The surgical industry is hardly a stranger to new technologies – all promising to help you care for patients. Marc Schlessinger, RRT, MBA, FACHE, a senior associate at ECRI Institute, and Marie Paulson, MS, BSN, RN, CNOR, a regional perioperative director at Kaiser Permanete, shared how and when they think your facility should invest in these innovations.
After recognizing most of the studies proving the efficacy of these systems are funded by manufacturers, Schlessinger and Paulson said with the proper training facilities could benefit from these devices, which disinfect with ultraviolet light or hydrogen peroxide vapor. The key is to make sure a use plan is established before the devices are purchased and a schedule is established.
The duo expressed concerns about the mostly unregulated territory, citing a lack of clinical data and clinical expertise, with some special exceptions. They stated it also is too expensive to be mainstream at this point. They recommend keeping an eye on the industry, as it hold potential, and evaluating how 3D printing could improve outcomes before making the investment.
Finger Tip Surgery
These devices bring science-fiction to the OR with a stretchable electronic sensor replacing scalpels. A high frequency current could be transmitted through a battery worn on the surgeon’s wrist to the fingertip sensor, which could allow the surgeon to cut the tissue. This technology is still in development, and won’t be available anytime soon.
The eyeglasses released a few years ago that brought patient information to the surgeon’s eyes during a procedure have been proven to increase efficiency, but issues like patient privacy and safety persist, along with technical glitches. For now, Schlessinger and Paulson suggested keeping an eye on research as it comes out and collaborating with IT teams to see what types of programs are realistic.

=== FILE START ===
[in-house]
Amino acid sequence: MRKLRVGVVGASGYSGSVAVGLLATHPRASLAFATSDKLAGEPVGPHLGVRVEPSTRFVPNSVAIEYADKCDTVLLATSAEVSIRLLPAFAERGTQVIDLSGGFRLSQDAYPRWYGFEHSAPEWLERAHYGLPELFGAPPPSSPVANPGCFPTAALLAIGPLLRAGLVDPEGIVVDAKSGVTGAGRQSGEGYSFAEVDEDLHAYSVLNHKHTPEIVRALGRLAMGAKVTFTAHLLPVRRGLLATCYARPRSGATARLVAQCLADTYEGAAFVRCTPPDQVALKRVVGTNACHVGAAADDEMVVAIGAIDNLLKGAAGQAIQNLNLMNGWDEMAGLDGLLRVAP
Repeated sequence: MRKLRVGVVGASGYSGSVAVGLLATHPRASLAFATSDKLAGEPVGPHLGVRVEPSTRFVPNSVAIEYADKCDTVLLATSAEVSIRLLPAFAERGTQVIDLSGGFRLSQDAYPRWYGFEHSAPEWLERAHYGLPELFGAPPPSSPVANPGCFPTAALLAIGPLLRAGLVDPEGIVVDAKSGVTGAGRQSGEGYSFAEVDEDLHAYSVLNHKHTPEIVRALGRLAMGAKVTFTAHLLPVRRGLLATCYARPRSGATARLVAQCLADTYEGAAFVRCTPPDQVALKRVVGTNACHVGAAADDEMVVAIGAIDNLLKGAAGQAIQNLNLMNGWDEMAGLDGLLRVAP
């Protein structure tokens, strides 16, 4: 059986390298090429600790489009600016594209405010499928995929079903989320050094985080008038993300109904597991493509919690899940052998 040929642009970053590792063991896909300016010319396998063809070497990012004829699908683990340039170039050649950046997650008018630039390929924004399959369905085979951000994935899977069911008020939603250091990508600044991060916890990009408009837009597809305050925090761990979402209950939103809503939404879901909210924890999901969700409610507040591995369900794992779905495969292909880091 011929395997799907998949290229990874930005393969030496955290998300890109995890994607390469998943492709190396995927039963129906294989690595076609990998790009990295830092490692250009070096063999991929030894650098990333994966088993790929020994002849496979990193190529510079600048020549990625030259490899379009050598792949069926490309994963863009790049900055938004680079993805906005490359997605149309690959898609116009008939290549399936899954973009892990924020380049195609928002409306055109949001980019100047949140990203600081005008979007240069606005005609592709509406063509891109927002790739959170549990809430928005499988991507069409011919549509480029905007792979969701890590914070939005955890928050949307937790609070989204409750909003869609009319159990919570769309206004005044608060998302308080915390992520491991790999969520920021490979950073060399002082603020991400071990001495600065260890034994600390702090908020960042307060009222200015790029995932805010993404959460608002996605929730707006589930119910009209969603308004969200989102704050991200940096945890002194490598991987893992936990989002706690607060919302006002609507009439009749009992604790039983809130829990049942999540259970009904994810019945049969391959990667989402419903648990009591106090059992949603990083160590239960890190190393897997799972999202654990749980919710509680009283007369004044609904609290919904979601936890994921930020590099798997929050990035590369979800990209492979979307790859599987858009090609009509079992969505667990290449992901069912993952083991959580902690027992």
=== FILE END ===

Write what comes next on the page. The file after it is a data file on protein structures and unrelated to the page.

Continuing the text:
With the recent release of gastric balloons and other devices, like nerve blockers and barriers, in addition to increasing obesity numbers, these experts say anti-obesity devices are something to monitor. So far, the trials for these devices have been small, but patients have experienced weight loss. Bariatric departments need to consider if they want to implement approaches including these new devices, and if so, how these new approaches should be structured, they said.
This low-intensity electrical charge releases silver ions from orthopedic implants to kill bacteria. Ideally, it would help reduce surgical site infections, but the idea is still being experimented with.
Fecal Microbiota Therapy
The concept may not be appealing, but Schlessinger and Paulson pointed out once more data is collected this therapy could help treat Colitis and Crohn’s disease. The process includes transplanting fecal bacteria from a healthy person into a sick person to help the patient replenish their microbial diversity.
Artificial Pancreas Device System
Centers have started using these systems, which were introduced a couple years ago, to help manage blood sugar levels in diabetics. The experts say these devices work, but facilities need to be aware of the support they need to provide patients, such as making a trained diabetes team member available 24 hours a day.
Cell phones, fiber internet connections and more have led to the growing conversation around telehealth. There are still questions, like how reimbursement and physician licensure will be structured, but Schlessinger and Paulson say facilites need to do three things:
- Figure out what community needs cannot be met by the healthcare facility
- Look at the telehealth marketplace to see what various platforms offer
- Plan how and which clinical staff will monitor steps expected for various scenarios
If a facility still thinks telehealth is a good solution, then it can tackle other challenges, like if wearable sensors or apps should be included in their telehealth program.